I often hear the question "Do you interpret the Bible literally or figuratively?" The answer is "both" and "neither", mostly "neither". The Bible contains different genres of writing, which should be interpreted accordingly. They include history, prophecy, poetry/songs, stories, and wisdom literature, to name just a few. Identifying the genre is important, but it can be very subjective. It's also difficult without understanding the original language. Those problems can be solved with machine learning.

I developed an algorithm to interpret the Bible in its original language. I started by writing a Perl script that parses the BHS Hebrew text, removes vowel points, and identifies every word used at least 50 times in the Bible. I also removed stop words (i.e., common irrelevant words such as ani [I], at/atah [you], mah [what], etc.). Keep in mind that in Hebrew some articles & prepositions are prefixes rather than distinct words (e.g., "land" = aretz, "the land" = haaretz, "in the land" = bearetz). The final list included 560 Hebrew words. I calculated the relative frequency of each word (i.e., how often the word is used compared to the other 559 words), then standardized the values. The result was 560 numeric variables, each representing a sufficiently common and sufficiently relevant Hebrew word.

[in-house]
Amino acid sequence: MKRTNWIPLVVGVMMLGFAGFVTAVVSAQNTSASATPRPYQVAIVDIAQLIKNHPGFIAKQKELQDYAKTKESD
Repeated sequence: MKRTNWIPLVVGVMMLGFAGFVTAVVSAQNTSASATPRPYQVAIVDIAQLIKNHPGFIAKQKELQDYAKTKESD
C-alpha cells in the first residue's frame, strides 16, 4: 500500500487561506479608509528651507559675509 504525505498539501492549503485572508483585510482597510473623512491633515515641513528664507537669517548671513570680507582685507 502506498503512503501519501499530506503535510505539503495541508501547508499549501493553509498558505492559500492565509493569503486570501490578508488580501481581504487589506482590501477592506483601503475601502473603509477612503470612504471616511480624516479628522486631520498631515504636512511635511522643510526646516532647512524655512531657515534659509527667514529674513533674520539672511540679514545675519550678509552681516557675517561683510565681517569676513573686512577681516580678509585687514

560 variables is too many to easily work with, so I used Principal Component Analysis to reduce it to a few manageable variables, each of which was a linear combination of the standardized relative frequencies of all 560 words. To understand what the principal components mean, I plotted chapters of books of the Bible with obvious/known genres: History (e.g., 1 & 2 Chronicles), Prophesy (e.g., Isaiah), and Wisdom Literature (e.g., Proverbs). Each dot on the graph represents a chapter where the genre of the book (though not necessarily of the chapter) is known.